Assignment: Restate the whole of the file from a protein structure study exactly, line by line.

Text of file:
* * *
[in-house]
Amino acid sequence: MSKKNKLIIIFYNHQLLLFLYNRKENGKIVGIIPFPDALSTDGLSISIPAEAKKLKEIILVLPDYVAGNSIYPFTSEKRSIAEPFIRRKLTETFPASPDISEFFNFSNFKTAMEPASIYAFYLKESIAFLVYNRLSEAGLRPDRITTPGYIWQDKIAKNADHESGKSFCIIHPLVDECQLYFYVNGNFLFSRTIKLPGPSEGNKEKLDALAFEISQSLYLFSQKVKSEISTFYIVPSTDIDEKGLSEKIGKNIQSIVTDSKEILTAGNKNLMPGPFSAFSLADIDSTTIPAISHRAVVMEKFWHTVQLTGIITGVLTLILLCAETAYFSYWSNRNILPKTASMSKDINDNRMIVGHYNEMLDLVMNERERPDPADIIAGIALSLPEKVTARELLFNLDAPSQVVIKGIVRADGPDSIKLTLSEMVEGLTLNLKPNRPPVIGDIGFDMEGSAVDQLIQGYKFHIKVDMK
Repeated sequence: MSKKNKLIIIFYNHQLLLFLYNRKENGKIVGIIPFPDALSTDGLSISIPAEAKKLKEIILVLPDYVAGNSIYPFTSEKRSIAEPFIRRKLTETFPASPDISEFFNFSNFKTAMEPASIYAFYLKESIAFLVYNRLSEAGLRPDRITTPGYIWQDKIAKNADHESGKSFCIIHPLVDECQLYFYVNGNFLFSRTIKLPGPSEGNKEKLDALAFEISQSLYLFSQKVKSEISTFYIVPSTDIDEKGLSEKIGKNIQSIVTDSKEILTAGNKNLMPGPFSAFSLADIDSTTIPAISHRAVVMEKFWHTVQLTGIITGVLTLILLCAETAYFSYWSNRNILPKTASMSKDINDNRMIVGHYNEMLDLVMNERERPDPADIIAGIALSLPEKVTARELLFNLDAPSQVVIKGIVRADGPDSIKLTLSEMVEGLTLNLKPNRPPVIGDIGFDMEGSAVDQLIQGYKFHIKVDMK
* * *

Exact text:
[in-house]
Amino acid sequence: MSKKNKLIIIFYNHQLLLFLYNRKENGKIVGIIPFPDALSTDGLSISIPAEAKKLKEIILVLPDYVAGNSIYPFTSEKRSIAEPFIRRKLTETFPASPDISEFFNFSNFKTAMEPASIYAFYLKESIAFLVYNRLSEAGLRPDRITTPGYIWQDKIAKNADHESGKSFCIIHPLVDECQLYFYVNGNFLFSRTIKLPGPSEGNKEKLDALAFEISQSLYLFSQKVKSEISTFYIVPSTDIDEKGLSEKIGKNIQSIVTDSKEILTAGNKNLMPGPFSAFSLADIDSTTIPAISHRAVVMEKFWHTVQLTGIITGVLTLILLCAETAYFSYWSNRNILPKTASMSKDINDNRMIVGHYNEMLDLVMNERERPDPADIIAGIALSLPEKVTARELLFNLDAPSQVVIKGIVRADGPDSIKLTLSEMVEGLTLNLKPNRPPVIGDIGFDMEGSAVDQLIQGYKFHIKVDMK
Repeated sequence: MSKKNKLIIIFYNHQLLLFLYNRKENGKIVGIIPFPDALSTDGLSISIPAEAKKLKEIILVLPDYVAGNSIYPFTSEKRSIAEPFIRRKLTETFPASPDISEFFNFSNFKTAMEPASIYAFYLKESIAFLVYNRLSEAGLRPDRITTPGYIWQDKIAKNADHESGKSFCIIHPLVDECQLYFYVNGNFLFSRTIKLPGPSEGNKEKLDALAFEISQSLYLFSQKVKSEISTFYIVPSTDIDEKGLSEKIGKNIQSIVTDSKEILTAGNKNLMPGPFSAFSLADIDSTTIPAISHRAVVMEKFWHTVQLTGIITGVLTLILLCAETAYFSYWSNRNILPKTASMSKDINDNRMIVGHYNEMLDLVMNERERPDPADIIAGIALSLPEKVTARELLFNLDAPSQVVIKGIVRADGPDSIKLTLSEMVEGLTLNLKPNRPPVIGDIGFDMEGSAVDQLIQGYKFHIKVDMK